USA Network is no stranger to dangerous series ideas, and they’ve got another one in store for you that’s hitting on Friday, May 11th 10/9c. Common Law is a buddy cop show, except that they aren’t buddies. In fact, our two heroes in the law are undergoing forced couples therapy as a last ditch effort to help them get along. Of course, we only go to such lengths because they’re so good at their job, and for some reason work far better together than we suspect they will apart. Or, you know… whatever.
You can see where this is a tricky show simply in its premise. Much like other USA efforts (Necessary Roughness, Fairly Legal, etc.), there’s something about the initial reaction to the setup that doesn’t exactly jump out as a sure thing.
Taking things one step further, the show doesn’t go the usual route in taking its comedy/drama stance. It’s rather more comic than most things with cops, but it doesn’t lean all the way to one side like PSYCH or even The Good Guys. That not only shifts a viewer’s experience somewhat, but requires a different kind of humor driving things.
Our story follows Travis Marks (Michael Ealy) and Wes Mitchell (Warren Kole) as they try to keep the powers that be at bay so that they can continue doing their job. They have an impressive record, but they can’t stop fighting with each other. Generally, the brass might not care, but once people start pulling guns on each other, someone is bound to take notice.
The fact that, whatever else may be true, these characters need to pull off the tough, and perhaps slightly crazy, aspects of their personalities means that there is little room for light comedy, or anything that might be looked at as an antic. This is especially true given that the casework side of things has some legitimate claim to the dramatic realm, even if it is far toned down from the stock options out there with acronyms for titles. This adds to the danger of the show, because it’s hard-pressed to aim at an established market.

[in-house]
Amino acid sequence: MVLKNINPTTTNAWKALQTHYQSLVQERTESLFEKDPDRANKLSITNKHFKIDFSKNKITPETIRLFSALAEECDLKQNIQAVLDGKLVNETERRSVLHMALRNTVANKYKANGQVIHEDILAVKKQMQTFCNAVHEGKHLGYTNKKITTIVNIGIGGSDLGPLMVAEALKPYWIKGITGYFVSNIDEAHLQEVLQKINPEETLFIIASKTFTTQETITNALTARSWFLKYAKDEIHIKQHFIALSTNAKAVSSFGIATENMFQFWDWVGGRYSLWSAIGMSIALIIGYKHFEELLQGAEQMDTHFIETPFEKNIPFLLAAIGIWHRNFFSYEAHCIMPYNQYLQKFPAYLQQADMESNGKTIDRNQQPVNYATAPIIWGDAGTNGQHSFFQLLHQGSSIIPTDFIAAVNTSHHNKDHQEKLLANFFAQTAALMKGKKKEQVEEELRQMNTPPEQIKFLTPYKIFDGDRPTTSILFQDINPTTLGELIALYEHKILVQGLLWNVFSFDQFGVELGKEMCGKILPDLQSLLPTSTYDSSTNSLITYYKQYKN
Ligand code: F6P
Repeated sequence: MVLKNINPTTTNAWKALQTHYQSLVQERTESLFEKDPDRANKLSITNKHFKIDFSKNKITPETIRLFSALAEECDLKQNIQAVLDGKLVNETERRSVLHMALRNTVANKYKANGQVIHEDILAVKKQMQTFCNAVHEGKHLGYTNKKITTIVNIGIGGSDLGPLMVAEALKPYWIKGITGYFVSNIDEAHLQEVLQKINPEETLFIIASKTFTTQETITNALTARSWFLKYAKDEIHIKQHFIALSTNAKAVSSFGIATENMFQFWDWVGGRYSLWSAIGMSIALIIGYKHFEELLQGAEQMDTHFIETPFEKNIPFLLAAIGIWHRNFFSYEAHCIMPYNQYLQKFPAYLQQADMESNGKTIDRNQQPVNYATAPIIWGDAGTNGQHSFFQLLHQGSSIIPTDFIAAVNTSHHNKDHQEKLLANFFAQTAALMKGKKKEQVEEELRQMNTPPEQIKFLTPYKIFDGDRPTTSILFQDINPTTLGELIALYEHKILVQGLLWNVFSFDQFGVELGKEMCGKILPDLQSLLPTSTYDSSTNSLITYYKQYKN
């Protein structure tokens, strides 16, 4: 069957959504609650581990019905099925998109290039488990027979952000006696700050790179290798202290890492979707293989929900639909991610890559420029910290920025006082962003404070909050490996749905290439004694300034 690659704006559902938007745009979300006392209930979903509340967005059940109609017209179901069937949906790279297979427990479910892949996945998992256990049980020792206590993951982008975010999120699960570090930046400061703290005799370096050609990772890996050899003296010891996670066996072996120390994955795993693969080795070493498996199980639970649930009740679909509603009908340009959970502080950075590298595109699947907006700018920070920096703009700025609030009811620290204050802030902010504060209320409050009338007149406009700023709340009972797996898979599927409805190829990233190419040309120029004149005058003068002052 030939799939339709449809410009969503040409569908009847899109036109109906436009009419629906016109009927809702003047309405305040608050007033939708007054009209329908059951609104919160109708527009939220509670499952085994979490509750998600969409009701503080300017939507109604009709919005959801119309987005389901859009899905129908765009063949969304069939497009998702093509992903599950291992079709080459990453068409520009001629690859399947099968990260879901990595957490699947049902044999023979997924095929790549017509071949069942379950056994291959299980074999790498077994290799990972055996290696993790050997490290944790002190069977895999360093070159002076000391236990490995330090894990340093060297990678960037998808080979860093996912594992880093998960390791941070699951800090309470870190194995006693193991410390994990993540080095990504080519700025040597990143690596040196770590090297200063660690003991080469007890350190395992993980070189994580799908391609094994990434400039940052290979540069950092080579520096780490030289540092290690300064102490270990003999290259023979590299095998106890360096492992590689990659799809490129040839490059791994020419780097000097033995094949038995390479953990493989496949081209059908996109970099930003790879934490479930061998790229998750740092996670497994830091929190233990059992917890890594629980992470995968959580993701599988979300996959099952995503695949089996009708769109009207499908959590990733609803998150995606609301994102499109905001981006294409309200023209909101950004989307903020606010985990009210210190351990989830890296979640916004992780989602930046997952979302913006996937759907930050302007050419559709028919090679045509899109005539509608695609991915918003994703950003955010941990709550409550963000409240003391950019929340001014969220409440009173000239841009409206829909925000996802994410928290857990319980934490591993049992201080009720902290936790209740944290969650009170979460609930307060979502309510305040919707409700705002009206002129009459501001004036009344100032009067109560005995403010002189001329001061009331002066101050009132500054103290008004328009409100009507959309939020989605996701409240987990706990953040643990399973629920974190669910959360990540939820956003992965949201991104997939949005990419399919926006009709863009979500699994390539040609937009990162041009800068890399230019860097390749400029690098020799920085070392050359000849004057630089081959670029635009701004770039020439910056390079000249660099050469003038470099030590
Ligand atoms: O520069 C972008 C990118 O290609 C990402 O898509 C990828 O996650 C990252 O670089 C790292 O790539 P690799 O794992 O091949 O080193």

All of this makes the show difficult to recommend, not because you don’t want to, but because it is such a curiosity that it demands a certain knowledge of your audience that it’s nearly impossible to have.
That said, the writing is solid, and Ealy and Kole are doing their best to deliver. Because of the premise, these aren’t characters people are likely to fall in love with in a hurry, which is a rough way to go with a series, but both actors manage a nice balance of displaying some manner of likableness, while living up to the negative traits that have gotten them into this mess.
We also have some great, and extremely necessary, support from Sonya Walger (LOST‘s Penelope) and Jack McGee. Walger plays the couples therapist who is trying to help our detectives, and it’s a role that could easily become nonsensical by way of a meaningless, shtick distraction. She gives us something we can work with, and helps to legitimize the premise, which wasn’t a sure thing by any stretch. Meanwhile, McGee plays Captain Sutton, and as the show progresses, his character is going to be one of the biggest sells. Having come out the other side of certain rage issues, his positive reaction to many years of therapy lead him to give the counseling order.